"ST. PAUL, Minn. (AP) ” Barb Kriesel's son Ryan decided to join the Army when he was 19. Six weeks after enlisting, straight out of boot camp in Fort Carson, Colo., he was deployed to Iraq, where he drove a tank for one year.
That's when the sleepless nights and constant worrying began for his mom.
'I was pretty much a basket case and searching thing online and I stumbled on Blue Star Mothers on the Internet,' she said."
Anyone with a loved one serving in the military knows the anxiety that a late night phone call or knock on the door can cause. Military moms have long come together to talk about these concerns, especially in times of war. One of the groups that helps them cope is the Blue Star Mothers, which has been around since World War II.There are about 240 Blue Star Mothers in a dozen chapters around Minnesota. Moms like Kriesel say they share a mixture of fear and pride for their children.As moms, they admit they'd do anything to have their sons and daughters stay in the United States, working safe jobs that keep them out of harm's way. As citizens, they speak with pride of their children's service in the military.For Kriesel, no one quite understands that emotional conflict like the women in her group.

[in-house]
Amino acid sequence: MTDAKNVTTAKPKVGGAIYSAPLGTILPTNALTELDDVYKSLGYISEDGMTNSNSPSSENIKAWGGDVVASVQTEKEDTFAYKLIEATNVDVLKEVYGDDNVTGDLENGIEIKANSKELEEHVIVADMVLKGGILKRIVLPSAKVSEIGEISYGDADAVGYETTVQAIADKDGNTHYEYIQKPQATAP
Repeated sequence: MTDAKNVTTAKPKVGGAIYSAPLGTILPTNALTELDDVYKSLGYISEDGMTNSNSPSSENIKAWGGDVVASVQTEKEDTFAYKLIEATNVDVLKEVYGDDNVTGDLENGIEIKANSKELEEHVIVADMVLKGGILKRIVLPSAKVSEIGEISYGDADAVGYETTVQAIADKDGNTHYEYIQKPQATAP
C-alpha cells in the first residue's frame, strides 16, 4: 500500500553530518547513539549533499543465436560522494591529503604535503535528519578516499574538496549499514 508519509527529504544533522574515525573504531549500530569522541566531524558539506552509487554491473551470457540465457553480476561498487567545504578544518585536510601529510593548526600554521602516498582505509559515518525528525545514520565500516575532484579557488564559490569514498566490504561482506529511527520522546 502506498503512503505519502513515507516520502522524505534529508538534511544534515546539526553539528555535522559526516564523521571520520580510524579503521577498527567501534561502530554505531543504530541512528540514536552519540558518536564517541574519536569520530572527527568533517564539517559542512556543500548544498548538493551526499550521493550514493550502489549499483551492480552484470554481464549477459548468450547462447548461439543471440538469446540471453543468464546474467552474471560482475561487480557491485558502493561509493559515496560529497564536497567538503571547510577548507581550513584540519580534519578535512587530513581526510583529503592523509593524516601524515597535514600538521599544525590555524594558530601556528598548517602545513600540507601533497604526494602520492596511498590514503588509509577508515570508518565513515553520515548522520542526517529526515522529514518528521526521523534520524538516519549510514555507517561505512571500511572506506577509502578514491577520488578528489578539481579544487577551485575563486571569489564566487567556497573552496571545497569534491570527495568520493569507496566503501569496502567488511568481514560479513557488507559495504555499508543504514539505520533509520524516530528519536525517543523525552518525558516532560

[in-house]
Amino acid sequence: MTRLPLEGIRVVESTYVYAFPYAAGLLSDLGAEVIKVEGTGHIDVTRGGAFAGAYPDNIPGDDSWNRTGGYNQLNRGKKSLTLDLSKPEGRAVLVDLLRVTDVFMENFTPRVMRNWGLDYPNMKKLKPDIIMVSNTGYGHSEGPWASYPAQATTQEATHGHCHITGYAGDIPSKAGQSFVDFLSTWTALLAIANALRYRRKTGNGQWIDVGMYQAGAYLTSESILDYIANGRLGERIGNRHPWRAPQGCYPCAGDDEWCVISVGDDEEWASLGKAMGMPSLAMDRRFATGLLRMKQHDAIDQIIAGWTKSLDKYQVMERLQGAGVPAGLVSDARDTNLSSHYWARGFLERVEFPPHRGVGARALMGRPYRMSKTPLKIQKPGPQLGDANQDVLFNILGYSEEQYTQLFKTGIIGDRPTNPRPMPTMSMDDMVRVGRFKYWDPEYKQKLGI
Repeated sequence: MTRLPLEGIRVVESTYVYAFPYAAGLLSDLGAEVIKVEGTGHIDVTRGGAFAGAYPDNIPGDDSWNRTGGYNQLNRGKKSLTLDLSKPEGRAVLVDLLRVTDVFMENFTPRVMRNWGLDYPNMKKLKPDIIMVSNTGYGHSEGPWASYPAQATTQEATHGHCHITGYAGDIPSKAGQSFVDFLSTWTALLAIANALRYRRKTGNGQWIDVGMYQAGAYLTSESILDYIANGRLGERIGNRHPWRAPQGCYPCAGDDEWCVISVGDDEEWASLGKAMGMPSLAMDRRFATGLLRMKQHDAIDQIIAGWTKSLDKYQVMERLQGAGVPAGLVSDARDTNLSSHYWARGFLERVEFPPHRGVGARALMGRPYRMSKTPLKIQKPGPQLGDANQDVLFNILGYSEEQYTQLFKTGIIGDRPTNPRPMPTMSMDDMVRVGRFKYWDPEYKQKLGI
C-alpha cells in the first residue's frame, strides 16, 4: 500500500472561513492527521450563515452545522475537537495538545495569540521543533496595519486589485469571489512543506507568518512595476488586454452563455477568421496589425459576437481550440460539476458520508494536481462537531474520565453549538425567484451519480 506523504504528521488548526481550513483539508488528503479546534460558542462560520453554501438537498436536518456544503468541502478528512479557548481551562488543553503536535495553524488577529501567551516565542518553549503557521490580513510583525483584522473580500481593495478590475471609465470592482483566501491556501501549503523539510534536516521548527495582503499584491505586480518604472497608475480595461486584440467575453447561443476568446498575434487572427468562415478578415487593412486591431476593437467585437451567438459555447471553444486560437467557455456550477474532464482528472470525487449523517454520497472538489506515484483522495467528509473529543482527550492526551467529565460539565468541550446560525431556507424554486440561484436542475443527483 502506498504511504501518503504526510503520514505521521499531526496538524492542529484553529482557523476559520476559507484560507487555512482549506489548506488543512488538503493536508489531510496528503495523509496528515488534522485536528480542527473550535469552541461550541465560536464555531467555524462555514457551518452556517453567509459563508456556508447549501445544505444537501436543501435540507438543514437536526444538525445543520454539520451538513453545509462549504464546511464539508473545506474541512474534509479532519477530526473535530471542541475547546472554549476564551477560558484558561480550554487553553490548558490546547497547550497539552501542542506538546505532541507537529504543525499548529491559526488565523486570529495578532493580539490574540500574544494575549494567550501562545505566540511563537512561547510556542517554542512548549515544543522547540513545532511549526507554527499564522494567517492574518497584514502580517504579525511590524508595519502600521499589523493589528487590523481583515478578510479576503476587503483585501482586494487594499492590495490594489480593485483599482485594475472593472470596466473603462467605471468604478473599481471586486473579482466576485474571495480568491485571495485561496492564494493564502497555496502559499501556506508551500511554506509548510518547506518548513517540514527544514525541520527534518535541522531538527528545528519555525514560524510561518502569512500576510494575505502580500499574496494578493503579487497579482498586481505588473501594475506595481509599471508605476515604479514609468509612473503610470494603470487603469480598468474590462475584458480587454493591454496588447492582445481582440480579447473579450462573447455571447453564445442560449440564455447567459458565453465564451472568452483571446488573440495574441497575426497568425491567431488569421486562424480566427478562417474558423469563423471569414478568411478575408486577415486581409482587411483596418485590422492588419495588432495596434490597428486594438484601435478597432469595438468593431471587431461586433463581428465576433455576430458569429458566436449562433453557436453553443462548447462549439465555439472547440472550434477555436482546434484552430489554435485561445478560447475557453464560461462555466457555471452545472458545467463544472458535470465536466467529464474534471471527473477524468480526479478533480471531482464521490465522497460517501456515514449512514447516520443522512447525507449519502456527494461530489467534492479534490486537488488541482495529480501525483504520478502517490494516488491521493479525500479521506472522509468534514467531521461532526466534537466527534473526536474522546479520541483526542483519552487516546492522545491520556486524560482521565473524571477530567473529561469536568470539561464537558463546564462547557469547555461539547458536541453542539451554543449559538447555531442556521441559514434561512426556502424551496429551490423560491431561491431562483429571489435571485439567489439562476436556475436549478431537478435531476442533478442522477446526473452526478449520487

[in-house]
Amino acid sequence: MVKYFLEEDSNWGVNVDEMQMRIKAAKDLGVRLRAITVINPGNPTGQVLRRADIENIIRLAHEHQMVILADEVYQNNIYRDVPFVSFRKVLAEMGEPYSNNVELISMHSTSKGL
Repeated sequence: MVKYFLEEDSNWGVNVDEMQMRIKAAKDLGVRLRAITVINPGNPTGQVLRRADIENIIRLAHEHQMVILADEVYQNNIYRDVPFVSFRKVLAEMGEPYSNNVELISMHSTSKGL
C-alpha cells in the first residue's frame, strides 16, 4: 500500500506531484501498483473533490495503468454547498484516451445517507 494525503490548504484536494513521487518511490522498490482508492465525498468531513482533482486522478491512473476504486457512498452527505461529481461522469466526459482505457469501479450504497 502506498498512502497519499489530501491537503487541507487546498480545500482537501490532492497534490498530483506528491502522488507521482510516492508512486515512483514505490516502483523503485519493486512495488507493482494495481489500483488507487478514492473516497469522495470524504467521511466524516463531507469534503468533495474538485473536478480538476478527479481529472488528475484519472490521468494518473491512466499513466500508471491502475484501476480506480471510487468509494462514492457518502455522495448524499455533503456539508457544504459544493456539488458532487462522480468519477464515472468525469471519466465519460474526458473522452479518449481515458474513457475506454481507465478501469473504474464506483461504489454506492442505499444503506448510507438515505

Breaking News : Minn. moms of deployed soldiers support each other (Wahpeton, ND and Breckenridge, Minn.):